Big Bottle Cap


This is my new, bigger bottle cap. I'm using 98 bottles in parallel for 81nF. The cap is divided into two boxes of 49 bottles in a 7 x 7 grid. The electrolyte is 12 lbs. of salt in 10 gallons of water, and I used all of it. The frames are 1" x 4" pine with 1/4" plywood bottoms. I used short chunks of 3/4" sch40 PVC pipe for feet. It works great, except that the increased capacity has made tuning on my 6-inch coil very critical. The sweet spot is only about 1/3 of a turn wide! When I was using only 42nF, I had a tuning range of plus or minus one whole turn. A picture is worth 1000 words, so here you go…

This bottle cap is bulky and heavy. The saltwater alone weighs 92 lbs. (80 lbs. of water + 12 lbs. of salt) Add the weight of bottles and boxes, and It's over 100 lbs., (over 50 lbs. per box). On the plus side, it is cheap and durable. I've never punctured a bottle, even at pole pig power levels.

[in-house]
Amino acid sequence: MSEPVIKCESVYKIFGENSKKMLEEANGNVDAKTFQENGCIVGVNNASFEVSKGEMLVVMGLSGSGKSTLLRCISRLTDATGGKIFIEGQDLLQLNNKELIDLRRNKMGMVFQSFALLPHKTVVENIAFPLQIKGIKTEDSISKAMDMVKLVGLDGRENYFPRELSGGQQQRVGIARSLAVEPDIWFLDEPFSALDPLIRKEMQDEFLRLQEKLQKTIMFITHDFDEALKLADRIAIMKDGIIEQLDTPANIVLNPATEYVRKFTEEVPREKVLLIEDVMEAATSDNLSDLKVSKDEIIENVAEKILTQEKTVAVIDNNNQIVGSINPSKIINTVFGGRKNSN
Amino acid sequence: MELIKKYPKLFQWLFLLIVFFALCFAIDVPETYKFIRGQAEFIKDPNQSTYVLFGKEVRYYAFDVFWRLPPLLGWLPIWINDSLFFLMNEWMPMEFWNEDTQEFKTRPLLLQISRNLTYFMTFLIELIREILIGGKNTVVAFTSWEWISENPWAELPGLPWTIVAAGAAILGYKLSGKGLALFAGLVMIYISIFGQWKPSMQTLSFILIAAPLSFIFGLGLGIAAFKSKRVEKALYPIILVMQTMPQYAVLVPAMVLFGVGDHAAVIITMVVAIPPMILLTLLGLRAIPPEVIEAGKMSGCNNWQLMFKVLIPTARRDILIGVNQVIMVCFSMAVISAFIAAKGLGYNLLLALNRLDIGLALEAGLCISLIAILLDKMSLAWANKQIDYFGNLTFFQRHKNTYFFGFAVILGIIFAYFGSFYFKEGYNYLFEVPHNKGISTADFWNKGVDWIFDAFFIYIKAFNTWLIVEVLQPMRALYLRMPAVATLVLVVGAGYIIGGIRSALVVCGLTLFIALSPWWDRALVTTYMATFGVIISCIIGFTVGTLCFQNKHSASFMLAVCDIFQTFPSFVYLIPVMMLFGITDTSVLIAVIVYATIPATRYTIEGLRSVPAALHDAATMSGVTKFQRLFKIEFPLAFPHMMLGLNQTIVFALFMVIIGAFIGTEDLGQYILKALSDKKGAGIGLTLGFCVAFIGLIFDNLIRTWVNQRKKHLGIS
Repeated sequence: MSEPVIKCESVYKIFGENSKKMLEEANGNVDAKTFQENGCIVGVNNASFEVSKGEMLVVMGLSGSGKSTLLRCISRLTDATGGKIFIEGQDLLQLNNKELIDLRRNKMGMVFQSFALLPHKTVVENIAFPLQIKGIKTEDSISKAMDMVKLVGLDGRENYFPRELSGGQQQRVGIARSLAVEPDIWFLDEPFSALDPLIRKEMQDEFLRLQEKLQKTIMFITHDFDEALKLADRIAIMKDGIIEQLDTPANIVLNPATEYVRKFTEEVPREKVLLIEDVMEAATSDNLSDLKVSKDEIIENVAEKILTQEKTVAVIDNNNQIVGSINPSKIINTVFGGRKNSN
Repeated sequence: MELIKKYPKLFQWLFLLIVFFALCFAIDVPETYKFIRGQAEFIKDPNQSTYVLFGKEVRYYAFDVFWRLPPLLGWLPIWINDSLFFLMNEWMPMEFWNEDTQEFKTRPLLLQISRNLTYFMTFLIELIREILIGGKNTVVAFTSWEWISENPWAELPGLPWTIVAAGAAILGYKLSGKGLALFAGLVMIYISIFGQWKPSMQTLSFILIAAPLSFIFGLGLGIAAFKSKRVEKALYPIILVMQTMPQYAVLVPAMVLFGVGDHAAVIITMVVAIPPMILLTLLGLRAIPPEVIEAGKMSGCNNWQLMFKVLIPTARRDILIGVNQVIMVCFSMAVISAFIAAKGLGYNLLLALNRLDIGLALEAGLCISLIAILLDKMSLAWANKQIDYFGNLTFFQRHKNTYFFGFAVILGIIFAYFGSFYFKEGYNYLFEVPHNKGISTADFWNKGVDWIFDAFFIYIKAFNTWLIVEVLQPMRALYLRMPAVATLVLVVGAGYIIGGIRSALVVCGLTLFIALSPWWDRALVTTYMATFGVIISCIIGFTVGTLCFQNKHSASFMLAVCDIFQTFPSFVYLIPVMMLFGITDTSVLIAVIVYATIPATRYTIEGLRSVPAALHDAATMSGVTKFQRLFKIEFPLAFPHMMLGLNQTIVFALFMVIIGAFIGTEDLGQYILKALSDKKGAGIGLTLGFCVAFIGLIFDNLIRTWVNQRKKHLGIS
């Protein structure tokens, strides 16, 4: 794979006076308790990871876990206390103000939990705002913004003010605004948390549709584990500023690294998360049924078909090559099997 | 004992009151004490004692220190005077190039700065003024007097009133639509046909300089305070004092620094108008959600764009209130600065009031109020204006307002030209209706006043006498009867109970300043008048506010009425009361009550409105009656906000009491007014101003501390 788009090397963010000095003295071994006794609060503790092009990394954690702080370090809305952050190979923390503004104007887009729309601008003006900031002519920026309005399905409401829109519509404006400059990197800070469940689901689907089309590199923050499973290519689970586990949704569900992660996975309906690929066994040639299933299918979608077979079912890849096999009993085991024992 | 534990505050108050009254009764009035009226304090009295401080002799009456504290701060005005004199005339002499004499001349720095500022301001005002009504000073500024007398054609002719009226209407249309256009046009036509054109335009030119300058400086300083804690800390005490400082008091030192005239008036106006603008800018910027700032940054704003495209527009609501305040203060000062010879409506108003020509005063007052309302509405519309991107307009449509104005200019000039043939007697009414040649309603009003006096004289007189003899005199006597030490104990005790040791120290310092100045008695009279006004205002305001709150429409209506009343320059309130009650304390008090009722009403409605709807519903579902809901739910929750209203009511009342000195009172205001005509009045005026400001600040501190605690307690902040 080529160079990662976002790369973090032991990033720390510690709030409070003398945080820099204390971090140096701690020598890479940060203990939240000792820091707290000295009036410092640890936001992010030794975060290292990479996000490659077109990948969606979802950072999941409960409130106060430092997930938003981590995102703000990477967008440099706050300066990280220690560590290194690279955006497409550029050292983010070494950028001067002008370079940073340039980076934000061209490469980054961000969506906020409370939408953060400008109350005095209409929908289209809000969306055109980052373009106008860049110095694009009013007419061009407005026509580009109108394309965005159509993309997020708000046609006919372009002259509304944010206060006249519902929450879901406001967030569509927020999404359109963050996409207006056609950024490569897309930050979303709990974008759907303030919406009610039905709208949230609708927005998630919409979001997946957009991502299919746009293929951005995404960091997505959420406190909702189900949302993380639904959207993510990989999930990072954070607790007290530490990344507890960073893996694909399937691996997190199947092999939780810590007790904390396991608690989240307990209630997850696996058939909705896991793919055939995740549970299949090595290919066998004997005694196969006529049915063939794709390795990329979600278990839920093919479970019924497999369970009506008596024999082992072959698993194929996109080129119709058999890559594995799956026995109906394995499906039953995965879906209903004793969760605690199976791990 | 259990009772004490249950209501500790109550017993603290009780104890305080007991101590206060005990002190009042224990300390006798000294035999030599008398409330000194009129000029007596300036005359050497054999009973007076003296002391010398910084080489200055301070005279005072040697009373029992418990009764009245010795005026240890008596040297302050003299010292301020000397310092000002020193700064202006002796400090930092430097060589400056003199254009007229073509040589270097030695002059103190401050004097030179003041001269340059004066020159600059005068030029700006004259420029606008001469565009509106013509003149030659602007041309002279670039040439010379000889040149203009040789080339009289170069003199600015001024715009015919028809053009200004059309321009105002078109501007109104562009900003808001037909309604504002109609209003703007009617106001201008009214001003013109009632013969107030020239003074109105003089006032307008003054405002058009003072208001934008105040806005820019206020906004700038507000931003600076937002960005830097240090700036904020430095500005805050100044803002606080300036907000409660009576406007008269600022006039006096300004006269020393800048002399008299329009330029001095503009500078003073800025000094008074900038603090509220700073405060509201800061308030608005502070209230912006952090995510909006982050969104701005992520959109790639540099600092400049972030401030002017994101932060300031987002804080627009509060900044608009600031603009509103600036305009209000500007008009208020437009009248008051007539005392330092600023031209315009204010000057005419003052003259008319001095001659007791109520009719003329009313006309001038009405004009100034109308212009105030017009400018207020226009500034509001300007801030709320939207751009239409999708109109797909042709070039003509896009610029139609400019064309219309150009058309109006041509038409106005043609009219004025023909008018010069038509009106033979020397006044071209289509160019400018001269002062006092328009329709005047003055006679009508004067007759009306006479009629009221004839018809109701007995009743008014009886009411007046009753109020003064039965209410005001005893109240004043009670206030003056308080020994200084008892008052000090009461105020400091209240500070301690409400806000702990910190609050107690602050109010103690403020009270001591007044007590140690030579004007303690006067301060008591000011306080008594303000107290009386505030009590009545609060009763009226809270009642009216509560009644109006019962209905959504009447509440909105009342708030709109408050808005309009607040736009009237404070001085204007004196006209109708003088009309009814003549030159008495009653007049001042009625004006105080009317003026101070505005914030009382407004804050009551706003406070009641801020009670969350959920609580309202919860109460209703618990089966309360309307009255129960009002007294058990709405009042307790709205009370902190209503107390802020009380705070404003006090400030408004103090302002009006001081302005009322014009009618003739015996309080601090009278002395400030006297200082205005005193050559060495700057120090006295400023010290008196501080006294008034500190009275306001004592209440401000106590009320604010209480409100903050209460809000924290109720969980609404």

This diagram spells out the design pretty clearly. One detail is missing. The top foil-covered cardboard square is supported at each corner. The four corner bottles are plugged with plastic Champagne stoppers drilled to accept a threaded rod. The threaded rod pokes through each corner of the upper plate, which is in turn secured with washers and nuts. Thus, the cardboard is elevated a short distance above the other bottles. This allows the bottles to exhale the products of electrolysis. However, the fit is still close enough to keep dust and grit out of the bottles. The electrolysis thing isn't really a problem. I used my old salt water cap for months without a measurable drop in water level.